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Six breach reports in the UK: the floodgates are open

In Dissent’s weekly roundup of breaches, there were six breaches reported for the UK, versus nine in the US. It seems that the duty of care approach is really taking off.

Newly reported incidents in the U.K. and Ireland:

  • In Ireland, the Driver and Vehicle Licensing Agency has lost the personal details of 6,000 people. The unencrypted data were on two discs that went missing after being sent to the agency’s headquarters in Swansea. This was the second incident involving the DVLA in a month.
  • The Leeds Building Society has warned its staff of 1,000 to be vigilant after admitting to losing their personal details including bank and salary details when the company’s human resources department was moved during a refurbishment of its head office.
  • In the UK: government officials mistakenly sent confidential personal details consisting of names, dates of birth and criminal histories of dozens of inmates set to be released; the data were sent to a private business. The personal details also reveal the addresses the prisoners will move to after leaving jail.
  • Hundreds of people have had personal pension details sent to the wrong addresses after an error by a Herts County Council contractor, Serco. Serco sent 1,400 statements for staff, former staff and councillors to the wrong destinations because of an “administrative error”. The statements included the person’s name, date of birth, national insurance number, and pensionable pay. So far, only 400 of the statements have been returned to the county council leaving 1,000 still missing.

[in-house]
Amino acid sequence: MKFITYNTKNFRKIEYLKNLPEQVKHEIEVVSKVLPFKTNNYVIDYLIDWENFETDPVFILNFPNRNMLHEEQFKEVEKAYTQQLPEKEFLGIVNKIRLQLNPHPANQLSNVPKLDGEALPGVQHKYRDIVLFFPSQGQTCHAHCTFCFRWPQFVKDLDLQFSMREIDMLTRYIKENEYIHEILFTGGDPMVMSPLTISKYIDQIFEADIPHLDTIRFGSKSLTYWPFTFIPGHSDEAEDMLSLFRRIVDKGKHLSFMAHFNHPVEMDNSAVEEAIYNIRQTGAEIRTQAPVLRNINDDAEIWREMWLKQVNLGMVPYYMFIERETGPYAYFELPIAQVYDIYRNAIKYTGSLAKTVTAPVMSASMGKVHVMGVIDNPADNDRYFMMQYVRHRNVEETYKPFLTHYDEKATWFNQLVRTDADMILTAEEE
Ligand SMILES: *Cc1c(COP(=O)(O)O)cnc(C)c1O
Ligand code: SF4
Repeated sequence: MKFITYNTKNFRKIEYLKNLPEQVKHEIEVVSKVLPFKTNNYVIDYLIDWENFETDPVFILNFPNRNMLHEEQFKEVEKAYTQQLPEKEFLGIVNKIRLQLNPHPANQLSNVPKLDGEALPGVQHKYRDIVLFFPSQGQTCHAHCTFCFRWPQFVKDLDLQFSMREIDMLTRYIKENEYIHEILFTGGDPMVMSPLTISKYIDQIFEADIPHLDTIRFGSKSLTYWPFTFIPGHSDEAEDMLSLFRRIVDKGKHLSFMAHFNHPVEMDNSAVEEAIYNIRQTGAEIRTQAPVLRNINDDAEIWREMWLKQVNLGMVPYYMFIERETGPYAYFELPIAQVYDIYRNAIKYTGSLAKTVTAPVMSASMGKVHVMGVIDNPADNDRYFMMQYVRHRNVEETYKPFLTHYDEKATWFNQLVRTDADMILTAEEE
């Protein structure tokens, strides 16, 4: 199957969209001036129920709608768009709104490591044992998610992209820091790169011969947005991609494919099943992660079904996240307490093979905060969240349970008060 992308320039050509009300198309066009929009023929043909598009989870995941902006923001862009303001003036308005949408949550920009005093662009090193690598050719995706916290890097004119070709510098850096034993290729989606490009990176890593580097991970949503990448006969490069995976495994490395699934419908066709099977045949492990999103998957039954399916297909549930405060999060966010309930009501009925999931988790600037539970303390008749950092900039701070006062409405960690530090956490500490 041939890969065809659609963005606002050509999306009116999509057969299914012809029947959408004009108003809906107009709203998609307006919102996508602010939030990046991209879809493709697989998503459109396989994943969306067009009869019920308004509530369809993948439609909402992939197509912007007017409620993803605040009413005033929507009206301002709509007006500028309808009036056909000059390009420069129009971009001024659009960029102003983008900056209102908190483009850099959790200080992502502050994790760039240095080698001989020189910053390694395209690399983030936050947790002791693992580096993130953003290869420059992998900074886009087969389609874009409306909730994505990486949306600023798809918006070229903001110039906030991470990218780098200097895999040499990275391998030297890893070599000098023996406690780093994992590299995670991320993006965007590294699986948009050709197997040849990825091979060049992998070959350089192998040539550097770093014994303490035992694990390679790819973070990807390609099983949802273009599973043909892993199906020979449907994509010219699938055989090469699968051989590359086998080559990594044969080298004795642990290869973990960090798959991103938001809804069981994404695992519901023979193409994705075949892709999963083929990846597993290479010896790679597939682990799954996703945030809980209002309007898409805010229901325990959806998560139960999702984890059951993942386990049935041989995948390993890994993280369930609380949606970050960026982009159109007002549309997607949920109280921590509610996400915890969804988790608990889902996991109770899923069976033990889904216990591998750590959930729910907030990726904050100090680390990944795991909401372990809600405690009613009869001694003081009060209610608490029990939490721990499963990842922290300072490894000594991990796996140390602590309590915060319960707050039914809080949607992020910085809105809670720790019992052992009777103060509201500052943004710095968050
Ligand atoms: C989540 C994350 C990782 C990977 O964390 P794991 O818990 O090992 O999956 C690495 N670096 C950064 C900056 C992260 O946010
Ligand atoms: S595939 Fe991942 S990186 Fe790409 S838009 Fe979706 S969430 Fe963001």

• A laptop with the names, addresses, phone numbers and dates of birth of 950 diabetes patients of NHS patients was stolen from the St Julian’s GP surgery. Data on the stolen laptop also include a link to a picture of patients’ retinas — already they have a problem with the security of biometric data before they have implemented any ID system, it seems — Dissent.
  • Sefton Primary Care Trust has accidentally sent about 1800 of its staff’s records to four organisations it is refusing to name. Staff details including dates of birth, national insurance numbers, pensions and salary details. The four companies were bidding for work with the trust. The Trust is reportedly not revealing the names of the four companies because of “commercial confidentiality”. They seem to take “commercial confidentiality” more seriously than employee confidentiality — Dissent.

In related news, BoingBoing covered a petition for mandatory disclosure in the UK. It’s for British citizens and residents only. If you’re in the UK, or a citizen, in an overseas territory or Crown dependency, you may and should sign.

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